Recently a story in the New York Times came out about the labor practices of Amazon and it was not flattering.
Probably most revealing was their management approach to long term hourly workers. Company founder, Jeff Bezos came to believe that long term hourly workers were a part of the business that was inefficient. The problem he observed (according to the article) is that long-term hourly workers expect a raise every year, lose enthusiasm for the job as the years go by making them less efficient and they become a possible source of discontent. His solution, give employees a bonus for resigning after three years and to help incentivize them, offer no vertical mobility by hiring managers from outside the company. Also at Amazon, employees are tracked by TOT (time off task). They must be staying on task in order to work there. One employee who had received high praise for productivity on a consistent basis had a bad shift and was fired.
Like most things at Amazon, this strategy appears to have worked for them as they have been very successful. Amazon now wants to be the best employer on Earth, however, that remains to be seen.
When I read stories like this I like to localize it to better wrap my mind around it. What if some of our local stores/merchants operated the way Amazon does? What would happen if employees were encouraged to resign after three years or were fired after one bad shift? There is already a shortage of workers in Fergus Falls and the surrounding area. So I’m thinking that any employer who operated the way Amazon does would change their tune quickly as they would soon have no employees left. And word would quickly get around to not work there. Simply put, our local community would not put up with this form of aggressive management. So why do some of us continue to order goods from Amazon?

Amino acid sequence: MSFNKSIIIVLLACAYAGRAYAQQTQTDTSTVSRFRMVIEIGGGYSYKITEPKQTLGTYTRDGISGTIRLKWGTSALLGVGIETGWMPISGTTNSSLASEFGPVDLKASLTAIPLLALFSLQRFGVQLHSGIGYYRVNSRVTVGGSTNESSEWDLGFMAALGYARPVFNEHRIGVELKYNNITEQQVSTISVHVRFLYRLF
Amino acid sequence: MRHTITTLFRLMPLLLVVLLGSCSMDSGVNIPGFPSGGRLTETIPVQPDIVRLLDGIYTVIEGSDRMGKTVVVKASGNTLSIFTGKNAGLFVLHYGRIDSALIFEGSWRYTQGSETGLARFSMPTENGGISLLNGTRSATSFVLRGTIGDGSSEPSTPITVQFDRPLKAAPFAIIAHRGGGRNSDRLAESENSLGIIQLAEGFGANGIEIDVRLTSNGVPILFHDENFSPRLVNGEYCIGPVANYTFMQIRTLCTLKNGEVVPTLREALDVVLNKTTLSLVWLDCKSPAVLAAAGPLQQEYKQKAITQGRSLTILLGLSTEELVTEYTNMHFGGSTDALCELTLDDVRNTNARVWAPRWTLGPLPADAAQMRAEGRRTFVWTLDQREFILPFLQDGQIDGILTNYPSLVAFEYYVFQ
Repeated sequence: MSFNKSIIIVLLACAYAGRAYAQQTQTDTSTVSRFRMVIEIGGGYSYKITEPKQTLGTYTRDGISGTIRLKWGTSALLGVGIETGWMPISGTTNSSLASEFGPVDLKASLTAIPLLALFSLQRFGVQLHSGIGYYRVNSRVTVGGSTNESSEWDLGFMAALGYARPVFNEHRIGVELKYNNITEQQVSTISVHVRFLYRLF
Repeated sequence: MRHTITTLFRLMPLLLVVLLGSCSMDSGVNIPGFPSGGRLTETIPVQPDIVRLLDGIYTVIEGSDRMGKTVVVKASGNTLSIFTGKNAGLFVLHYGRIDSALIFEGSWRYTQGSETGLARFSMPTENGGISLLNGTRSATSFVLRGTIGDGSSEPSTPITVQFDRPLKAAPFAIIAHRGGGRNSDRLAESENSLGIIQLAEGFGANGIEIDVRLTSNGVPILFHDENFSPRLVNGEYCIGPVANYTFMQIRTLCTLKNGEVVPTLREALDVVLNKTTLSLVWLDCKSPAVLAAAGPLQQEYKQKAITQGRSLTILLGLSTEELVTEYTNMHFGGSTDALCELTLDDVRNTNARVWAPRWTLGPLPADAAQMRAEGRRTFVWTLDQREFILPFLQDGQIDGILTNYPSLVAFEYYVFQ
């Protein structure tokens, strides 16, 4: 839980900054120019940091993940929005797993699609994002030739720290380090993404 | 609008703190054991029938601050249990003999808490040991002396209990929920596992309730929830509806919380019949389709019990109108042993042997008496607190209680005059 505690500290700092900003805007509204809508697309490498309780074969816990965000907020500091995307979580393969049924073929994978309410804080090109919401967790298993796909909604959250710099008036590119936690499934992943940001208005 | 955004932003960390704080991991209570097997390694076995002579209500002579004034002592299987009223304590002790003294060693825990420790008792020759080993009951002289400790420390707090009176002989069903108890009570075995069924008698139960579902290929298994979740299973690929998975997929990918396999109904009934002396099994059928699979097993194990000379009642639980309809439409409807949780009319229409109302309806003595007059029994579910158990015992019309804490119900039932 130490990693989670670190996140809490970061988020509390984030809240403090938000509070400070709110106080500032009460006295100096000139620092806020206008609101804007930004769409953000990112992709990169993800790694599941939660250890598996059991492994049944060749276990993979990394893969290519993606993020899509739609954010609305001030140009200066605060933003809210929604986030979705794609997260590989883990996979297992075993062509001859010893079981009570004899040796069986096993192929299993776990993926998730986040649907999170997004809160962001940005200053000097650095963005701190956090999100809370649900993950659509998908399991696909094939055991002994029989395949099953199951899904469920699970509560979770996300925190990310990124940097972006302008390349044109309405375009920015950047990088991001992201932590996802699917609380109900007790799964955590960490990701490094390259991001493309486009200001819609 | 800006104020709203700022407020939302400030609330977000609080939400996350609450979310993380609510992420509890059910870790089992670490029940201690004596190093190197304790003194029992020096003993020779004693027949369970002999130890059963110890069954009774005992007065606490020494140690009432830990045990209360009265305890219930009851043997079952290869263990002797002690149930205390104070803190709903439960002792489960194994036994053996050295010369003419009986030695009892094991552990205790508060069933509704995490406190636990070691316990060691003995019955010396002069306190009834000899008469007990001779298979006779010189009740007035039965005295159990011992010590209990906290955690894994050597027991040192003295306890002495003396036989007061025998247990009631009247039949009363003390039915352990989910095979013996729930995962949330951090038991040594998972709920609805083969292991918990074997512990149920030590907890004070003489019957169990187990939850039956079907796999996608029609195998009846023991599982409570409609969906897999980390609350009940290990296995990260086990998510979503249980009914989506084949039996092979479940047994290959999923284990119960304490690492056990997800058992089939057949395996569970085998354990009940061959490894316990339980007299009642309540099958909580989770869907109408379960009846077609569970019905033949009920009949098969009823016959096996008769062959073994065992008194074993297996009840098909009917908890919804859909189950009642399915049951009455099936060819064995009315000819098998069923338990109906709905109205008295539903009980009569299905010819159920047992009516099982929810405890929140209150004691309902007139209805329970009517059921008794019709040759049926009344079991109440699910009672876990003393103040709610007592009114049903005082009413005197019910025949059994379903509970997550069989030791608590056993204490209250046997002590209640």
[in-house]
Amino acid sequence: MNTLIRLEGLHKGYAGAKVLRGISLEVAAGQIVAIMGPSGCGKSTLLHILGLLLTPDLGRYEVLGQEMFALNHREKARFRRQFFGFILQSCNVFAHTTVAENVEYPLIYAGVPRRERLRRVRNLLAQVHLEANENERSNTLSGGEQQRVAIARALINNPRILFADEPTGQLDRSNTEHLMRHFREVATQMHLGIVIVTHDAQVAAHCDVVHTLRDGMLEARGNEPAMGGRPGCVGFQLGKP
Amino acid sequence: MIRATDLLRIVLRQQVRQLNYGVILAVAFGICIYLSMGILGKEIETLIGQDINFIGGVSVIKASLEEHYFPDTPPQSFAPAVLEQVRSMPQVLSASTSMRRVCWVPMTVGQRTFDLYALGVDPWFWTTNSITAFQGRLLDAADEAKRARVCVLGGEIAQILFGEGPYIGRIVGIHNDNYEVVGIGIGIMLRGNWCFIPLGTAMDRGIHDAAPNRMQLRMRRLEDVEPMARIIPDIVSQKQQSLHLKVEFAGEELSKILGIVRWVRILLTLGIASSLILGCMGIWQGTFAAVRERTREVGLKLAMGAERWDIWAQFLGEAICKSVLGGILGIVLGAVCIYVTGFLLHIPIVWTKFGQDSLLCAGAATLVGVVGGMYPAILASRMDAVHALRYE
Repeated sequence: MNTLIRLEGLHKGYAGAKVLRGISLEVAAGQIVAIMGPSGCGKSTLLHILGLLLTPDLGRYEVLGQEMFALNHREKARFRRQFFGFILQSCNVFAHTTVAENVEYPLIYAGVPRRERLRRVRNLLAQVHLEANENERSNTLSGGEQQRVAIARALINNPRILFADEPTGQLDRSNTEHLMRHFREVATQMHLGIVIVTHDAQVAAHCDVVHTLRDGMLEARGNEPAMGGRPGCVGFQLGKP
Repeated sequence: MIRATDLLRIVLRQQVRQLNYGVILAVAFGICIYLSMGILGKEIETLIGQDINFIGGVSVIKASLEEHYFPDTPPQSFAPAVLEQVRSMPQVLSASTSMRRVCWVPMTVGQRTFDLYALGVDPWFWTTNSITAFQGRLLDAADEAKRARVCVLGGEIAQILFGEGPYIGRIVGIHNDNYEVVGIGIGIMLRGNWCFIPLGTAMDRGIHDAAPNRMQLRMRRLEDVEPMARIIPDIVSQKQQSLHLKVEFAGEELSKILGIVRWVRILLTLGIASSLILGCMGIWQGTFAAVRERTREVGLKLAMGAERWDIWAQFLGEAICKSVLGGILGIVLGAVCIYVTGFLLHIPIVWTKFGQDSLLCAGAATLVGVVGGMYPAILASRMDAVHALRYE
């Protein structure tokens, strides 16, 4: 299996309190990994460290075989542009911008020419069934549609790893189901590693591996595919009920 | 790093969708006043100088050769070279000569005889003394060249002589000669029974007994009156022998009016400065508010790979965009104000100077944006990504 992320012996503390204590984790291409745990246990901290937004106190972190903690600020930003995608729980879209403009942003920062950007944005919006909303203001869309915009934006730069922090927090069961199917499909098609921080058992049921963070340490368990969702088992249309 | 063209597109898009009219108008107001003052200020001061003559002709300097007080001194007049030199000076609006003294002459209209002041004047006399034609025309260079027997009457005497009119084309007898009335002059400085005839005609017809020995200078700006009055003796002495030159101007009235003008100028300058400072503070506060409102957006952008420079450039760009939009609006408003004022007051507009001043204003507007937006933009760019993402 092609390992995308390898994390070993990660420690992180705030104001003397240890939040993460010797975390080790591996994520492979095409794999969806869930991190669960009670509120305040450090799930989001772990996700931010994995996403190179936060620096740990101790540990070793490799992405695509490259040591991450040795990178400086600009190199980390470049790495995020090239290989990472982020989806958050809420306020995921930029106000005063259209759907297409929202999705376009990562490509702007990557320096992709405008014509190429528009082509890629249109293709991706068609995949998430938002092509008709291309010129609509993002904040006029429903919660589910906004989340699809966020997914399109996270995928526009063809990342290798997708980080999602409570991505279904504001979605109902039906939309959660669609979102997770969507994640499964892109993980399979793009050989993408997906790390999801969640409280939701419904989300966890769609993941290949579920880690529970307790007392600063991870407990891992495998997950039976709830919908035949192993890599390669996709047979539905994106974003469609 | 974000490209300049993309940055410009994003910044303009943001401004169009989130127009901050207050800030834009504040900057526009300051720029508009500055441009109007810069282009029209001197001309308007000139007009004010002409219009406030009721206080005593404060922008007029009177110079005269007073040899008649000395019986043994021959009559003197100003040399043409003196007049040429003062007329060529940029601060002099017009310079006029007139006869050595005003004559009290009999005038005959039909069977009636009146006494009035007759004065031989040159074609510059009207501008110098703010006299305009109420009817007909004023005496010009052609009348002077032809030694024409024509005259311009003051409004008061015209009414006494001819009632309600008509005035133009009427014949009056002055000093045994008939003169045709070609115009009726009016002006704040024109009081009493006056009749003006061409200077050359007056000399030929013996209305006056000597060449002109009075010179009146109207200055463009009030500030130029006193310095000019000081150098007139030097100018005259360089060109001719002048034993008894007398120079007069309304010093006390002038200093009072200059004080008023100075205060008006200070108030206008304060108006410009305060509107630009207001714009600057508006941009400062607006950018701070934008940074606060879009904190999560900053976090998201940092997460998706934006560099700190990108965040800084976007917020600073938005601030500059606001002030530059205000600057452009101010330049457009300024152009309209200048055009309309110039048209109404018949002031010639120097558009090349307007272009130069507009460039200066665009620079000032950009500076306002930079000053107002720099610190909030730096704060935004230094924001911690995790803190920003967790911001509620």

One simple answer, it’s because they make it very easy to do business with them. Their online checkout system is second to none and as consumers, we are willing to do business with them despite their employment practices and the fact that Amazon contributes nothing to our local economy.
The only way to combat this is to shop locally. I know our community is not self-contained, however, as local consumers, we should make every effort to try and purchase goods locally before going out of town to shop and especially before ordering through Amazon.
Ken Harty is the publisher of The Fergus Falls Daily Journal.